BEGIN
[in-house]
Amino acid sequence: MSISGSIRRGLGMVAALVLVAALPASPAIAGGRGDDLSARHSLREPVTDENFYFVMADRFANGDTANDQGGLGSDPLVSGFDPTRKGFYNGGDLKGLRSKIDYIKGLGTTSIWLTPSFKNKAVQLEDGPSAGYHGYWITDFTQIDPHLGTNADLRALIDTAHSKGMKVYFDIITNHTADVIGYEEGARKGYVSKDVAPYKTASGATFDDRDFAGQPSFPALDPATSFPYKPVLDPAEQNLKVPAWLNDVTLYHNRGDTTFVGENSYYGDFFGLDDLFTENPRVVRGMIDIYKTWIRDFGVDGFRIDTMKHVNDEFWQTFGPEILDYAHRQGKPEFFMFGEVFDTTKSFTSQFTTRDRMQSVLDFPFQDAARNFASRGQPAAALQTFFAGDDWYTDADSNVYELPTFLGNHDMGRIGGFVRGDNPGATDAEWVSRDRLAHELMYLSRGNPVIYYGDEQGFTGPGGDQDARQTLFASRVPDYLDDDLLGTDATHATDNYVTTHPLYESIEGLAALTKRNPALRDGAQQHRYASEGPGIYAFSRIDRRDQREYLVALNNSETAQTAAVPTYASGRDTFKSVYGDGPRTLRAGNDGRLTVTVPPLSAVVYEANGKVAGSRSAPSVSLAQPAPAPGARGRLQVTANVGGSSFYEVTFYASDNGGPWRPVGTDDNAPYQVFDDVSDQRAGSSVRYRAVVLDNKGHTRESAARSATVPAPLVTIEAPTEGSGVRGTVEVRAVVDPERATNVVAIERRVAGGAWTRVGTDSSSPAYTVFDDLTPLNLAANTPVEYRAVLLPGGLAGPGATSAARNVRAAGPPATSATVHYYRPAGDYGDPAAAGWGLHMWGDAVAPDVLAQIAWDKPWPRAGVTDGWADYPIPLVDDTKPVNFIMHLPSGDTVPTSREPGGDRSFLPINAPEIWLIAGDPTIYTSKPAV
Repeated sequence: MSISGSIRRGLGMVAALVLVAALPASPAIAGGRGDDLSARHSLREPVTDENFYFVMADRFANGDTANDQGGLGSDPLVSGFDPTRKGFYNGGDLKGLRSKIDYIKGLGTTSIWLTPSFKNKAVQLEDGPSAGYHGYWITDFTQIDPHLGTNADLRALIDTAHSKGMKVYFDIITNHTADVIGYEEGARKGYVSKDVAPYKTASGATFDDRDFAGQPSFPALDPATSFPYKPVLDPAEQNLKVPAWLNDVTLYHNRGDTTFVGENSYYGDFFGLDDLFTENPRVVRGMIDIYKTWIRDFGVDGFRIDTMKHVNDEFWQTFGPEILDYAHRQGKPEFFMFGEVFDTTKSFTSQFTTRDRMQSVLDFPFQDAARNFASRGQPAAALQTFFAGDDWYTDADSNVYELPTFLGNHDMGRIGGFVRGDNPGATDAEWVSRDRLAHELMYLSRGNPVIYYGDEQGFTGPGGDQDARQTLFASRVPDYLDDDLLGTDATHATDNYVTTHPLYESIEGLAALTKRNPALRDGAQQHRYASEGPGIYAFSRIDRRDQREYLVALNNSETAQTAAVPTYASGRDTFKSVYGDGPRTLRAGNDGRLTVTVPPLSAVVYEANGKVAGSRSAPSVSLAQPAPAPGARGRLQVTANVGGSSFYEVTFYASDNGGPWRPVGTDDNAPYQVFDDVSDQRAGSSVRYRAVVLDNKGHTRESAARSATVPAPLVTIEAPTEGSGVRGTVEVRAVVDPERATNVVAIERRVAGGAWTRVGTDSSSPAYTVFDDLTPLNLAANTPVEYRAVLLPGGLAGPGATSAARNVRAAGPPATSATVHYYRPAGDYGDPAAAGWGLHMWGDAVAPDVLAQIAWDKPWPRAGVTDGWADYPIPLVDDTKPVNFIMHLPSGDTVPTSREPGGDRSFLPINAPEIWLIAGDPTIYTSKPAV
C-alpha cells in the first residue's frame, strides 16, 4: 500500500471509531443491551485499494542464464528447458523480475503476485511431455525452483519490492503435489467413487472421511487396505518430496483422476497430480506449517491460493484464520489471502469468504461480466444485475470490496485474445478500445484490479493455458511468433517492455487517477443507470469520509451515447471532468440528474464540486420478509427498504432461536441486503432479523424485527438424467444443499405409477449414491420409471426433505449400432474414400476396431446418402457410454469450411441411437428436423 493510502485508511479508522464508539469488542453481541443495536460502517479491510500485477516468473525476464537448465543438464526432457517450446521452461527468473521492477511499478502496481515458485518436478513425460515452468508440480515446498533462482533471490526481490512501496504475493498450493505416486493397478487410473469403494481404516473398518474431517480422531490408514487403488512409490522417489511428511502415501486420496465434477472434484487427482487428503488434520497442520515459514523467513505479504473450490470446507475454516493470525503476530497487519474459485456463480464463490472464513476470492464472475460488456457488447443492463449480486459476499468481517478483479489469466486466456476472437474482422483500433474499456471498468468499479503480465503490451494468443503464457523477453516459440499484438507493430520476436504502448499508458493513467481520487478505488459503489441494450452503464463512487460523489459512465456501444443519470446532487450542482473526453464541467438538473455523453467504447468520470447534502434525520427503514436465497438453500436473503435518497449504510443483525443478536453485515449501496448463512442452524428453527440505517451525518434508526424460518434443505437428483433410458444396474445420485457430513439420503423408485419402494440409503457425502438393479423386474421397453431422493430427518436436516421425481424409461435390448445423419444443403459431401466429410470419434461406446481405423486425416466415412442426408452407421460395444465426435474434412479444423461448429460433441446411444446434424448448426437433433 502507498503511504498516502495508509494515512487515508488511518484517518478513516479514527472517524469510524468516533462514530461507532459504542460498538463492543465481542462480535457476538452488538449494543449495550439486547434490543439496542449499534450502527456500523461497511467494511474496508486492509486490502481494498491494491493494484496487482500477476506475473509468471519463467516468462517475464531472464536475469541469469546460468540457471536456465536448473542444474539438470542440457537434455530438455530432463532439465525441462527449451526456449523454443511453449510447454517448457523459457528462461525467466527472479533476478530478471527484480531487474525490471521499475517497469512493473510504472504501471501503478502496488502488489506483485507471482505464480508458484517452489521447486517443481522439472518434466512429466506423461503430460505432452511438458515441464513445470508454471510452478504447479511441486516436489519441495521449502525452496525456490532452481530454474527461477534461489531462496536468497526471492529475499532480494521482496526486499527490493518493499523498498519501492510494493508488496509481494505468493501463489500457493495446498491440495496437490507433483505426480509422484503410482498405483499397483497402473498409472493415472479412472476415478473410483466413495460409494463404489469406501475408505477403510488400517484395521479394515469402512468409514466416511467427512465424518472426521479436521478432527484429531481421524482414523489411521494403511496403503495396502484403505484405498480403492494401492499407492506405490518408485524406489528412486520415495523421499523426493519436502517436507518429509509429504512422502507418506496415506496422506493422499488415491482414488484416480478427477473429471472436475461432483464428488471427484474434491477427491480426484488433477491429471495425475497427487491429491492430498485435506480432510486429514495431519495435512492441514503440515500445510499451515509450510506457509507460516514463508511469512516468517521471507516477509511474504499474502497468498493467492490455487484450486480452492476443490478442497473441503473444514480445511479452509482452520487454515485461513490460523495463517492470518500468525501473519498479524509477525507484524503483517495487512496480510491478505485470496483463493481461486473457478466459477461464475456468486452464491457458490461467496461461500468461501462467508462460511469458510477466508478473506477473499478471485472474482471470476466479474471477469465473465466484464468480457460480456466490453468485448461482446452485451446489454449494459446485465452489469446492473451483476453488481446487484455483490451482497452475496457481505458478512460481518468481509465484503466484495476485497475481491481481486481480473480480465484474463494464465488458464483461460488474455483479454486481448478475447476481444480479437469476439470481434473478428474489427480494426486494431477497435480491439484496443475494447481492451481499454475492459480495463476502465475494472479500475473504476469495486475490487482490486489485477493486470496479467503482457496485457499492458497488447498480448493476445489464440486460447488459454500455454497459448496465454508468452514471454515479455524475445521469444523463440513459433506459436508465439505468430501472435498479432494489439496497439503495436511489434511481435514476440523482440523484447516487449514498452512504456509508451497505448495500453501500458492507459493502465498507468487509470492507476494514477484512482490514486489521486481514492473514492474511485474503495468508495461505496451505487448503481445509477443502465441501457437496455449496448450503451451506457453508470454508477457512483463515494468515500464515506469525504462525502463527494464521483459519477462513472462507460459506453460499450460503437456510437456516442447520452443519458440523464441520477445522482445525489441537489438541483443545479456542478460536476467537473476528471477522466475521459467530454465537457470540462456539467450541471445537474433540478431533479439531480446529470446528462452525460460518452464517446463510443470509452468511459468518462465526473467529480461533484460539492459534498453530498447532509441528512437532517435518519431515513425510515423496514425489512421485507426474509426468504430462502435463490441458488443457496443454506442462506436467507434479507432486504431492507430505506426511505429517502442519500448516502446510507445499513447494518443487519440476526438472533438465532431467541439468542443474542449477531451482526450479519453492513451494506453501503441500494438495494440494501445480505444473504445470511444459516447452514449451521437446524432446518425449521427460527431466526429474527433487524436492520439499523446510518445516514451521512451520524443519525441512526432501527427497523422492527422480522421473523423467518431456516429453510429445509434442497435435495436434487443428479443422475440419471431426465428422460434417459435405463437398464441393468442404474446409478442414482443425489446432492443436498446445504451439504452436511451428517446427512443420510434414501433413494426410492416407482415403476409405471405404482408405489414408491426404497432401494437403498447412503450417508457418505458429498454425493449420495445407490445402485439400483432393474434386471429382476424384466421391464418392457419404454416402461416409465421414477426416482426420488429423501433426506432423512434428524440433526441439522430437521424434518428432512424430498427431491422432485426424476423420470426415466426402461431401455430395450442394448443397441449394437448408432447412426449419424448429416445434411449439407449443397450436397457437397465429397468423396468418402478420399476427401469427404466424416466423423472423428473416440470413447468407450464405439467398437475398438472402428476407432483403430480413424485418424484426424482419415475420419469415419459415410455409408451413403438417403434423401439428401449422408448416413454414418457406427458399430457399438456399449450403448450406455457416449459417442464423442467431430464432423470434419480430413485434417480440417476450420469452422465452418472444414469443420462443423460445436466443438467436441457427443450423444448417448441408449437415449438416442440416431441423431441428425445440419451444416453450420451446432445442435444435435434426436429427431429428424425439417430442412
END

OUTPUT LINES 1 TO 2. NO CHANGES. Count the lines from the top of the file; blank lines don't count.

[in-house]
Amino acid sequence: MSISGSIRRGLGMVAALVLVAALPASPAIAGGRGDDLSARHSLREPVTDENFYFVMADRFANGDTANDQGGLGSDPLVSGFDPTRKGFYNGGDLKGLRSKIDYIKGLGTTSIWLTPSFKNKAVQLEDGPSAGYHGYWITDFTQIDPHLGTNADLRALIDTAHSKGMKVYFDIITNHTADVIGYEEGARKGYVSKDVAPYKTASGATFDDRDFAGQPSFPALDPATSFPYKPVLDPAEQNLKVPAWLNDVTLYHNRGDTTFVGENSYYGDFFGLDDLFTENPRVVRGMIDIYKTWIRDFGVDGFRIDTMKHVNDEFWQTFGPEILDYAHRQGKPEFFMFGEVFDTTKSFTSQFTTRDRMQSVLDFPFQDAARNFASRGQPAAALQTFFAGDDWYTDADSNVYELPTFLGNHDMGRIGGFVRGDNPGATDAEWVSRDRLAHELMYLSRGNPVIYYGDEQGFTGPGGDQDARQTLFASRVPDYLDDDLLGTDATHATDNYVTTHPLYESIEGLAALTKRNPALRDGAQQHRYASEGPGIYAFSRIDRRDQREYLVALNNSETAQTAAVPTYASGRDTFKSVYGDGPRTLRAGNDGRLTVTVPPLSAVVYEANGKVAGSRSAPSVSLAQPAPAPGARGRLQVTANVGGSSFYEVTFYASDNGGPWRPVGTDDNAPYQVFDDVSDQRAGSSVRYRAVVLDNKGHTRESAARSATVPAPLVTIEAPTEGSGVRGTVEVRAVVDPERATNVVAIERRVAGGAWTRVGTDSSSPAYTVFDDLTPLNLAANTPVEYRAVLLPGGLAGPGATSAARNVRAAGPPATSATVHYYRPAGDYGDPAAAGWGLHMWGDAVAPDVLAQIAWDKPWPRAGVTDGWADYPIPLVDDTKPVNFIMHLPSGDTVPTSREPGGDRSFLPINAPEIWLIAGDPTIYTSKPAV